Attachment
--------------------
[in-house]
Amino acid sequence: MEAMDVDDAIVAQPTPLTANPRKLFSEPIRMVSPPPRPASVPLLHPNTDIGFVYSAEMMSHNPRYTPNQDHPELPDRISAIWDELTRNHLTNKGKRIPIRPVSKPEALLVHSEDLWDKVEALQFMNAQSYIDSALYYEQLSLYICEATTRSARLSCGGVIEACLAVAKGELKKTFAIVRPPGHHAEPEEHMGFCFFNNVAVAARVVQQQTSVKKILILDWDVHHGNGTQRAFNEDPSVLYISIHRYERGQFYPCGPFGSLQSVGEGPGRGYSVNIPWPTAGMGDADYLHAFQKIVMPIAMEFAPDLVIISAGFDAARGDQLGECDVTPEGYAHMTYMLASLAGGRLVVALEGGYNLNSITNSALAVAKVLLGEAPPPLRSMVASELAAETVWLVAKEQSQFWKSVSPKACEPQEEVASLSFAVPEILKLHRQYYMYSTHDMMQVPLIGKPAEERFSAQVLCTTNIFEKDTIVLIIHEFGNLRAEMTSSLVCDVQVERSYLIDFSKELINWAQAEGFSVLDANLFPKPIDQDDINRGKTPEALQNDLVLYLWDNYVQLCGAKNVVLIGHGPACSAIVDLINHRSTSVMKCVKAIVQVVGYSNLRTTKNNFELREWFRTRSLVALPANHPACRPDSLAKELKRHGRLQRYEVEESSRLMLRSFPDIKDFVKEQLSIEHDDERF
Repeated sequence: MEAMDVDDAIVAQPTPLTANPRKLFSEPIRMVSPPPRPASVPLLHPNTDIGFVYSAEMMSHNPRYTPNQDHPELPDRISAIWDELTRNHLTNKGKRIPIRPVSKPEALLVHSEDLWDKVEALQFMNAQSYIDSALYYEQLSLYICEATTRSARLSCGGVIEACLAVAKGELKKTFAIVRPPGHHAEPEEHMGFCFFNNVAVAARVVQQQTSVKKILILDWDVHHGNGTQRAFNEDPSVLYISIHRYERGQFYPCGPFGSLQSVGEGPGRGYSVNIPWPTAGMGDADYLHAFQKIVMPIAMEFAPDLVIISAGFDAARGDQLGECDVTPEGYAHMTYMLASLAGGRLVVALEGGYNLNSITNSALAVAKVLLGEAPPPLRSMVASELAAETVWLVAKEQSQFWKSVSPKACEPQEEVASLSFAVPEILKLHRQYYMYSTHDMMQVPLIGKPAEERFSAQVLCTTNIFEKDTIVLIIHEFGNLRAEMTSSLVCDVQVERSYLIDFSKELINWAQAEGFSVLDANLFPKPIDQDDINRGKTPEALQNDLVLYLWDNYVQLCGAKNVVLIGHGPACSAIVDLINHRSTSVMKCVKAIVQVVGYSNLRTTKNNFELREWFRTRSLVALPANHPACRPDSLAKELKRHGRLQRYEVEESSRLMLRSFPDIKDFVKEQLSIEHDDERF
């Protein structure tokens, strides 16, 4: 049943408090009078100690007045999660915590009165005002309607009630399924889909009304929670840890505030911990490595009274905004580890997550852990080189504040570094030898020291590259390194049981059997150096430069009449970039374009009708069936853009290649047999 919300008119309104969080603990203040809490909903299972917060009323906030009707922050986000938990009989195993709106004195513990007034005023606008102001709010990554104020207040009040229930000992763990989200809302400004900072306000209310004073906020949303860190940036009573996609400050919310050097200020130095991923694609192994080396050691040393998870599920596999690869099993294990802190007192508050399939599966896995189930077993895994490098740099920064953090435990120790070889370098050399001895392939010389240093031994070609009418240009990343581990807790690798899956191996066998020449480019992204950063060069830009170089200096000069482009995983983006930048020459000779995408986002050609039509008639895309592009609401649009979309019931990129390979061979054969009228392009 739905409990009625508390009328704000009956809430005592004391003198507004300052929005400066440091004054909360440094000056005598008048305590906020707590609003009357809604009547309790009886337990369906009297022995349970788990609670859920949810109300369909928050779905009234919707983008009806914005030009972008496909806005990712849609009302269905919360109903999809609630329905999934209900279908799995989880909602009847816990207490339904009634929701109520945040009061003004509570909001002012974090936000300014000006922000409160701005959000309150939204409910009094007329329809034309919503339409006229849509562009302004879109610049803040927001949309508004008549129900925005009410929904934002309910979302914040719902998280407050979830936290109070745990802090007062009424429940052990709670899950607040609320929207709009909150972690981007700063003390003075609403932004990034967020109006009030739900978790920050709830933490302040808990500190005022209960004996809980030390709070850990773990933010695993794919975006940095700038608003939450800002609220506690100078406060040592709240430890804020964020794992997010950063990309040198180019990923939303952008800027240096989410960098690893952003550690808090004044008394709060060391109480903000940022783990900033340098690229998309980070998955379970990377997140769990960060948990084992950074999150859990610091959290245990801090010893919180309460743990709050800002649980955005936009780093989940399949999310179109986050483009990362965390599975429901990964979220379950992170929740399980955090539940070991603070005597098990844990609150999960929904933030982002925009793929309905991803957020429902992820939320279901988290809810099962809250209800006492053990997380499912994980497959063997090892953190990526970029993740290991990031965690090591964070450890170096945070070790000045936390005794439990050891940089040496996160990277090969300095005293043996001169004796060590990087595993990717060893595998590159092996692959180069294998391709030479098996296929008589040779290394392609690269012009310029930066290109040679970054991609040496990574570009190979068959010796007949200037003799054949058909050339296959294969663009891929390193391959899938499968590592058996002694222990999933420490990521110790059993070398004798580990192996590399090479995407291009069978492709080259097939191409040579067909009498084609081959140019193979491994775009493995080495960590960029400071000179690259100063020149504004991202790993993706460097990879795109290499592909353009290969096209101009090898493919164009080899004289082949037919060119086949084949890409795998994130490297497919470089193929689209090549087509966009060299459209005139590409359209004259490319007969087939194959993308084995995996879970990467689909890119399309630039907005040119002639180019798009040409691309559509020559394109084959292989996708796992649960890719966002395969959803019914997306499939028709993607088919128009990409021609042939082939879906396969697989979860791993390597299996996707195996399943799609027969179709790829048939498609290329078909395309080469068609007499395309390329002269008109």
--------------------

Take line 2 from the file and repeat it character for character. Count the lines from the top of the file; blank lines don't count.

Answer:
Amino acid sequence: MEAMDVDDAIVAQPTPLTANPRKLFSEPIRMVSPPPRPASVPLLHPNTDIGFVYSAEMMSHNPRYTPNQDHPELPDRISAIWDELTRNHLTNKGKRIPIRPVSKPEALLVHSEDLWDKVEALQFMNAQSYIDSALYYEQLSLYICEATTRSARLSCGGVIEACLAVAKGELKKTFAIVRPPGHHAEPEEHMGFCFFNNVAVAARVVQQQTSVKKILILDWDVHHGNGTQRAFNEDPSVLYISIHRYERGQFYPCGPFGSLQSVGEGPGRGYSVNIPWPTAGMGDADYLHAFQKIVMPIAMEFAPDLVIISAGFDAARGDQLGECDVTPEGYAHMTYMLASLAGGRLVVALEGGYNLNSITNSALAVAKVLLGEAPPPLRSMVASELAAETVWLVAKEQSQFWKSVSPKACEPQEEVASLSFAVPEILKLHRQYYMYSTHDMMQVPLIGKPAEERFSAQVLCTTNIFEKDTIVLIIHEFGNLRAEMTSSLVCDVQVERSYLIDFSKELINWAQAEGFSVLDANLFPKPIDQDDINRGKTPEALQNDLVLYLWDNYVQLCGAKNVVLIGHGPACSAIVDLINHRSTSVMKCVKAIVQVVGYSNLRTTKNNFELREWFRTRSLVALPANHPACRPDSLAKELKRHGRLQRYEVEESSRLMLRSFPDIKDFVKEQLSIEHDDERF